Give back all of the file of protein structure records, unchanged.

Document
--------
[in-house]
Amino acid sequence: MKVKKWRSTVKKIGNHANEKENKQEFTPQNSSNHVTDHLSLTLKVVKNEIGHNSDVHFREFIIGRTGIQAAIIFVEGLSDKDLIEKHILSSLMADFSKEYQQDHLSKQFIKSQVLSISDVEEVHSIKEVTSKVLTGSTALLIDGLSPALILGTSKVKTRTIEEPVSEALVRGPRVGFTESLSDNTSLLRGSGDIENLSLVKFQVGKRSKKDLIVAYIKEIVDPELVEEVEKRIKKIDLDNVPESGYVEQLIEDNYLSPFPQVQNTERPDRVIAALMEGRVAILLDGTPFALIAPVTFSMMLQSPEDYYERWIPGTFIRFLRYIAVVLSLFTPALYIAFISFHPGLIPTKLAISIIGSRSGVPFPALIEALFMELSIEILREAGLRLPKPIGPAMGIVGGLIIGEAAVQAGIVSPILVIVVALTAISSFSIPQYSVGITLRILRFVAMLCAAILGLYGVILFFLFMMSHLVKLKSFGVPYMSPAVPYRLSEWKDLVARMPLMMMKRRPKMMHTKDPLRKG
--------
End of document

[in-house]
Amino acid sequence: MKVKKWRSTVKKIGNHANEKENKQEFTPQNSSNHVTDHLSLTLKVVKNEIGHNSDVHFREFIIGRTGIQAAIIFVEGLSDKDLIEKHILSSLMADFSKEYQQDHLSKQFIKSQVLSISDVEEVHSIKEVTSKVLTGSTALLIDGLSPALILGTSKVKTRTIEEPVSEALVRGPRVGFTESLSDNTSLLRGSGDIENLSLVKFQVGKRSKKDLIVAYIKEIVDPELVEEVEKRIKKIDLDNVPESGYVEQLIEDNYLSPFPQVQNTERPDRVIAALMEGRVAILLDGTPFALIAPVTFSMMLQSPEDYYERWIPGTFIRFLRYIAVVLSLFTPALYIAFISFHPGLIPTKLAISIIGSRSGVPFPALIEALFMELSIEILREAGLRLPKPIGPAMGIVGGLIIGEAAVQAGIVSPILVIVVALTAISSFSIPQYSVGITLRILRFVAMLCAAILGLYGVILFFLFMMSHLVKLKSFGVPYMSPAVPYRLSEWKDLVARMPLMMMKRRPKMMHTKDPLRKG